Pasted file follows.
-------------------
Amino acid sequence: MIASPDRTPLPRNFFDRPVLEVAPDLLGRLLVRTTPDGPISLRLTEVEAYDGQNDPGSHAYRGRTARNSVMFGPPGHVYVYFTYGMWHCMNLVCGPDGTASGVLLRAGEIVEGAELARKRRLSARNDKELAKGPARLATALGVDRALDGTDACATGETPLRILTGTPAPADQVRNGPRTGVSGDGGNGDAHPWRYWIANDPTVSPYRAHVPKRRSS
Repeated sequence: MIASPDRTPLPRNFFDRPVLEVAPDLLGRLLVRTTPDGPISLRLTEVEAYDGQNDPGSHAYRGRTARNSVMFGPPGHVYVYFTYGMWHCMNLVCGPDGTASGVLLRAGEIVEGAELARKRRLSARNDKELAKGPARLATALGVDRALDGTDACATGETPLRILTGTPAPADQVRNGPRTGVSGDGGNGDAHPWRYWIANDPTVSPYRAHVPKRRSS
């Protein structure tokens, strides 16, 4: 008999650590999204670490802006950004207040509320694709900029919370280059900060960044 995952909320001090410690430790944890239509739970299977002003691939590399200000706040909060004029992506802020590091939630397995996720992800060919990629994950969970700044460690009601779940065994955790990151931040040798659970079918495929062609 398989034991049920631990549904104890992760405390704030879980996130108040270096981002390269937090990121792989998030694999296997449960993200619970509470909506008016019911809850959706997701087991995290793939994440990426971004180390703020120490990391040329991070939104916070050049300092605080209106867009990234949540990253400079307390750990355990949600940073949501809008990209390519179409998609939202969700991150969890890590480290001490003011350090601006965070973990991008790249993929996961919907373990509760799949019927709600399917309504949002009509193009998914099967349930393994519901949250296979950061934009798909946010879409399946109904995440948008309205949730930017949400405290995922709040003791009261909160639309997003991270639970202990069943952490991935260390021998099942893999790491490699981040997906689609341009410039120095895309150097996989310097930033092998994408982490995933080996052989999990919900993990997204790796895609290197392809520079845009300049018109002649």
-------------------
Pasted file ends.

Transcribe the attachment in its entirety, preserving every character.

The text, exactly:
Amino acid sequence: MIASPDRTPLPRNFFDRPVLEVAPDLLGRLLVRTTPDGPISLRLTEVEAYDGQNDPGSHAYRGRTARNSVMFGPPGHVYVYFTYGMWHCMNLVCGPDGTASGVLLRAGEIVEGAELARKRRLSARNDKELAKGPARLATALGVDRALDGTDACATGETPLRILTGTPAPADQVRNGPRTGVSGDGGNGDAHPWRYWIANDPTVSPYRAHVPKRRSS
Repeated sequence: MIASPDRTPLPRNFFDRPVLEVAPDLLGRLLVRTTPDGPISLRLTEVEAYDGQNDPGSHAYRGRTARNSVMFGPPGHVYVYFTYGMWHCMNLVCGPDGTASGVLLRAGEIVEGAELARKRRLSARNDKELAKGPARLATALGVDRALDGTDACATGETPLRILTGTPAPADQVRNGPRTGVSGDGGNGDAHPWRYWIANDPTVSPYRAHVPKRRSS
């Protein structure tokens, strides 16, 4: 008999650590999204670490802006950004207040509320694709900029919370280059900060960044 995952909320001090410690430790944890239509739970299977002003691939590399200000706040909060004029992506802020590091939630397995996720992800060919990629994950969970700044460690009601779940065994955790990151931040040798659970079918495929062609 398989034991049920631990549904104890992760405390704030879980996130108040270096981002390269937090990121792989998030694999296997449960993200619970509470909506008016019911809850959706997701087991995290793939994440990426971004180390703020120490990391040329991070939104916070050049300092605080209106867009990234949540990253400079307390750990355990949600940073949501809008990209390519179409998609939202969700991150969890890590480290001490003011350090601006965070973990991008790249993929996961919907373990509760799949019927709600399917309504949002009509193009998914099967349930393994519901949250296979950061934009798909946010879409399946109904995440948008309205949730930017949400405290995922709040003791009261909160639309997003991270639970202990069943952490991935260390021998099942893999790491490699981040997906689609341009410039120095895309150097996989310097930033092998994408982490995933080996052989999990919900993990997204790796895609290197392809520079845009300049018109002649």